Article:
Crypto Twitter is perhaps more important, dollar for dollar, than Financial Twitter itself (even if many on FinTwit would like to view it as some weird benign tumor that fissioned off of FinTwit), because rather unlikely FinTwit Crypto Twitter (or CT, as many call it) actually makes money, Both in the way that the largest, most notable accounts on CT tend to be actual crypto whales (such as Zhu Su, who heads Three Arrow Capital), and because the crypto economy is profoundly impacted by sentiment, which can be gauged by looking at Twitter quite well (more on this at a later post probably).
To give a brief primer on cryptocurrencies, the universe roughly looks like:
Similarly, despite the massive recent press it receives, the current market capitalization of the entire lit cryptocurrency universe is around $2.2 trillion, making it comparable in notional value to about one Microsoft Corporation (aka if the entire crypto-economy was one company, it would not even be the largest public company on Earth currently).
For most of crypto’s history, Bitcoin was the flag-bearer asset of the technology, being created in January 2009 and disseminated by a small group of dedicated hacktivists via SourceForge. This dominance dropped permanently and profoundly by the launch of the Ethereum network in 2015, nearly six years after the launch of Bitcoin itself. Unlike Bitcoin, Ethereum was formed by a dedicated and funded group of engineers, where a substantial portion of the network’s coin, Ether (yes, the coin is called Ether and the network is Ethereum, they are not the same) was pre-mined for funders and the founding team.
That said, there’s a rather large vein of thought in the cryptocurrency community about the idea of “lindyness”, or that the value of all assets increases as a function of time-to-live. This trivially makes sense in the most base case for something like a country’s fiat currency — a newly formed regime issuing paper currency (e.g. the Continental Congress after the Revolutionary War) has minimal authority and creditworthiness, while 250 years later the U.S. Dollar is considered the reserve currency of reserve currencies. However, it’s hardly a fixed rule economically, but it becomes important in understanding cryptocurrencies.
Although I could rant philosophically about Bitcoin’s place in the crypto universe, the important takeaway here is the cementation of the idea of Bitcoin dominance — for many reasons (branding/mindshare, lindyness, liquidity, decentralized creation), many view the health of Bitcoin and its little-but-different brother Ethereum as deciding the overall health of the cryptocurrency universe. With recent pushes to portray cryptocurrency as a multi-chain asset class (or, in English, a focus on having separate, exclusive blockchain networks (“L1s”)), it’s still undeniable that even to the present the dominance of Bitcoin and Ethereum is unparalleled. Together, even in the midst of profound altcoin radiation, DeFi, and NFT mania, both coins represent nearly 61% of the cryptocurrency market.
But this isn’t what I want to talk about either. A much more interesting and perhaps insidious phenomenon is the idea of “altcoin season”, which historically tends to occur towards the end of cryptocurrency bull runs.
Harkening back to my liquidity series, there is a lot of fundamental variance in the cryptocurrency markets. In fact, unlike a “hard” asset (and I’m using the word hard liberally here, including things like equities for example), the value distribution of a cryptocurrency’s value for sure overlaps. on the low end and perhaps nearly infinity on the high end. Even with implied network valuations, one could confabulate future scenarios where we all use GalaxyCoin and the entire wealth of the universe is locked under SHA-1024 (I assume this version should be resistant to Shor’s algorithm, god help us).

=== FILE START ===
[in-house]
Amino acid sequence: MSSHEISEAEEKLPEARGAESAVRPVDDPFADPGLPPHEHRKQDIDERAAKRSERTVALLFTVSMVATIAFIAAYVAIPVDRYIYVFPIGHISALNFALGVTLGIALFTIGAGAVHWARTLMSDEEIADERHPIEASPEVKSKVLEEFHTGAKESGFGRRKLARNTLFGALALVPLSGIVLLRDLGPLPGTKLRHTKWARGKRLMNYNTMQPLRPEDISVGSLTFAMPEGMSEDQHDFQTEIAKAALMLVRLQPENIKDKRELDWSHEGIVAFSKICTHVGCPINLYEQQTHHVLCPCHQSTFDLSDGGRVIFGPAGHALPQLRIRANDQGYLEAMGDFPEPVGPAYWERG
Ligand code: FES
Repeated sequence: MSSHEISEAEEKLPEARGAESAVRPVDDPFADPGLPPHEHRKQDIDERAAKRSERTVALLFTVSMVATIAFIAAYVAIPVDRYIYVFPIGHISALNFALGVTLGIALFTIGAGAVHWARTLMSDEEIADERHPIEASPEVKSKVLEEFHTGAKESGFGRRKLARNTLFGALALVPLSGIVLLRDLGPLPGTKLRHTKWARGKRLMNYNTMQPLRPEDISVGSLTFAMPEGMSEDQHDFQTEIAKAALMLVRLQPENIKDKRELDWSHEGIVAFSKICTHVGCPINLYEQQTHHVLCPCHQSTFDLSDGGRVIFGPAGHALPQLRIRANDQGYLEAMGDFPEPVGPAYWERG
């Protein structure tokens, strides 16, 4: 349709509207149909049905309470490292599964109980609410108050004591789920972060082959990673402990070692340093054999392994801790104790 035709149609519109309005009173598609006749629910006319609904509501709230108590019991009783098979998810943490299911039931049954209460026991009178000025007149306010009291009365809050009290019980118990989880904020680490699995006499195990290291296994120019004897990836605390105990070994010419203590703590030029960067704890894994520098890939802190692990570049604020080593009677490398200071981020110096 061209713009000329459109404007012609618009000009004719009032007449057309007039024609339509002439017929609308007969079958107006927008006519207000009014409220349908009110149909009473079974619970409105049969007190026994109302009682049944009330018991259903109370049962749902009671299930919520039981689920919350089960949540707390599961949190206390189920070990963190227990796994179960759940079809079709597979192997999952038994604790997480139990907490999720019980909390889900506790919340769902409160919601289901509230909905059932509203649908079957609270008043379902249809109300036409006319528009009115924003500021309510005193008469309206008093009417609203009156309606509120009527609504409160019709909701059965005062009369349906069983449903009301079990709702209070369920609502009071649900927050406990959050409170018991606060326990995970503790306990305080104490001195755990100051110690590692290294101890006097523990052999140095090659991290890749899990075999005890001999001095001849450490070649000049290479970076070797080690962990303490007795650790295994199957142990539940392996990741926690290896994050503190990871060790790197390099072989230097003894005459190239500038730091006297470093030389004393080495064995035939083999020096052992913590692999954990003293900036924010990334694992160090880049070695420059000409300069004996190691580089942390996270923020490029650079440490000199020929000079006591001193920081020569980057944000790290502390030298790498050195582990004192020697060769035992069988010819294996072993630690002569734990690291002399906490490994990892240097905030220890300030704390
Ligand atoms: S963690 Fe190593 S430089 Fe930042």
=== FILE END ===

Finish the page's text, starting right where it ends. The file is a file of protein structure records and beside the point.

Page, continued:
Largely due to fundamental variance and the massive amounts of financial leverage pulsing through the cryptocurrency ecosystem (mostly due to lack of regulation or fears of systemic contagion, unlike the highly regulated equities markets), cryptocurrency (Bitcoin for example) has a high tendency to undergo bubble periods, sparked usually by some macroeconomic event (or, if you drink the Koolaid, potentially due to miner halving rewards). We can observe this quite cleanly in the Long View of Bitcoin history (aka its chart against USD back to 2010 or so):
This isn’t an argument on if Bitcoin is heading to zero. That said, one can note cleanly on the logarithm chart alone that Bitcoin tends to undergo bubbly spurts every few years, where its value dramatically increases only to fall precipitously soon after. Notably, this bubble dynamic has a significant positive drift — rarely, if ever, have post-bubble prices ever returned to pre-bubble prices (or in English, after each bubble pop the floor seems to rise).
During these bubble periods, cryptocurrency becomes the zeitgeist, and receives substantial amounts of mainstream coverage and adoption. This was less of the case in earlier years (when Bitcoin/crypto was still a niche asset), but has become more and more prominent as every subsequent bubble cycle has progressed.
According to Statista, in 2019 75% of US respondents were aware of Bitcoin in 2019, at the troughs of the last bear cycle. One can imagine the number is nearly 100% now.
However, the most stylized fact of Bitcoin bubble periods tends to be the rise of alternative coins (altcoins). Many argue that Ether (Ethereum) is itself an altcoin to Bitcoin, but its massive rise and sprawling ecosystem may beg to differ.
But, without splitting hairs or angering too many camped maxis, we can see cleanly in the CoinMarketCap chart the effect of cryptocurrency bubbles on Bitcoin dominance.
We can note from the 2017 and 2020 trends the most interesting phenomenon — Bitcoin dominance, at the macro scale, seems inversely correlated to Bitcoin price. This isn’t a week-by-week phenomenon, but becomes apparent at the yearly or longer view. Or more succinctly, the rise of altcoins seems predicated on Bitcoin’s bubbly ascent. During quiescent periods (e.g. mid 2018 to early 2020) Bitcoin dominance increased gradually over time, largely at the expense of non-Ether coins.
A second, more unfortunate stylized fact about cryptocurrency is the idea of correlations. Much like the comovement of equities in indices, on the way up there is some radiation and separation of cryptocurrency prices. On the way down — much less so.
At the start of new or niche altcoin/cryptocurrency projects, one can expect substantially more price appreciation than much later in the game, on a more established asset like Bitcoin or Ether. As it matures, this tends to level out, but owing to the network size, mindshare, and “lindyness”, in general guessing correctly on an altcoin lends to higher returns than on Bitcoin itself.
However, this is well described by normal corporate finance — undeniably, one assumes substantially more risk. An altcoin is not simply a bet on the project’s success (i.e. I may be super bullish on dog food delivery using GalaxyCoin), but on the cryptocurrency universe at large. Bitcoin in essence still represents the “purest play” on cryptocurrency, and can largely be seen in the context of cryptocurrency as having minimal other idiosyncratic risk (important to underline this here — cryptocurrency itself is massively risky, but going long Bitcoin itself does not add more risk).